All Better, Faster Traffic Systems Go at NAB

With broadcasters and cable networks looking for better ways to manage their airtime and streamline traffic and billing functions, the 2014 NAB Show in Las Vegas this week will find vendors meeting the needs with a number of improvements to their software.

Many of these upgrades will offer simplified user interfaces, better integration with outside systems and improved features for handling cross-platform sales and advertising packages.

“We are seeing increasingly complex deals that require better tools for managing that complexity,” says James Ackerman, executive chairman of Broadway Systems.

To meet that demand, Broadway Systems is releasing version 7.0.6 of its software with a number of major improvements that are based on extensive customer feedback, Ackerman says. These include a much enhanced spot management tool; better capabilities to automate and simplify the placement of ads into logs; a “deal cockpit” that shows the real-time status of a deal; the ability to work in multiple logs at the same time; improved abilities to move around a schedule; and upgraded systems for alerting all the relevant staff when changes are made to programming.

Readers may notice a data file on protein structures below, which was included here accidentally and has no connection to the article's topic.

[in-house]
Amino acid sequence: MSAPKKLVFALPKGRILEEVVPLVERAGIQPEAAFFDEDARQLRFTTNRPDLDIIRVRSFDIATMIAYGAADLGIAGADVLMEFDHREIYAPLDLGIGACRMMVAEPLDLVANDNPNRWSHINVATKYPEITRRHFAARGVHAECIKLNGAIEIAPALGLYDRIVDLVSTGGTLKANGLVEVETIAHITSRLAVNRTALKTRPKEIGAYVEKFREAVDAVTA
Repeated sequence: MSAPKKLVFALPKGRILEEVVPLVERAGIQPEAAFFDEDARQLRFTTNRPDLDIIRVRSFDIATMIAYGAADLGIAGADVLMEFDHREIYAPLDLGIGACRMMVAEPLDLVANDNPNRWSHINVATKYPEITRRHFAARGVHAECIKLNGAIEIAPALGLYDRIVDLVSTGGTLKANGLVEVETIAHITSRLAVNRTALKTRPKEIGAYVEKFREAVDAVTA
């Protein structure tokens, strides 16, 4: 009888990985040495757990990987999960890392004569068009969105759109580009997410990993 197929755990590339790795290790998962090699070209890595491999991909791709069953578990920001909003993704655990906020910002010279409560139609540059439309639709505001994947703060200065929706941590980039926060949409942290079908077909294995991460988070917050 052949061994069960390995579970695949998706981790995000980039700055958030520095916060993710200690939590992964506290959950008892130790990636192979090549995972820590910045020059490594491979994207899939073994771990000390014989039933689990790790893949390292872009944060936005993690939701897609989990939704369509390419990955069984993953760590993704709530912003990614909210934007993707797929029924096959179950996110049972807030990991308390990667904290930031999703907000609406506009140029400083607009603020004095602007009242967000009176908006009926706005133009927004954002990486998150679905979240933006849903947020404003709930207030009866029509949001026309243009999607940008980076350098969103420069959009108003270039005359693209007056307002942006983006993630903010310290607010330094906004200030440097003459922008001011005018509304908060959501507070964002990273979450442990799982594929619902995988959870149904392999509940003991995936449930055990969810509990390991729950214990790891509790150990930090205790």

“It gives them the ability to handle more complex deals and to reduce the potential for error,” Ackerman says.

Navigating Digital Dilemmas

One important aspect of the complexity facing stations and channels is the need for traffic and sales systems to help manage ad sales and content distribution across a variety of platforms, adds Graham Heap, product line manager for the Landmark sales, rights and scheduling products at Imagine Communications.

During NAB, Imagine will be showing improvements to its Landmark line that will provide better integration with digital media platforms; enhancements to its live log capabilities that allow more ads to be sold closer to their airtime; systems for delivering targeted ads; improved user interfaces; and cloud-based versions of their software and systems. “Cloud deployments can reduce the cost of ownership and make them much easier to implement and support,” Heap says.

Meanwhile, Myers (formerly Myers Information Systems) will show a new version of ProTrack that was released late last year, reports CEO and president Crist Myers. This included a new database engine, improved sales tools, a better user interface and a variety of new media management features.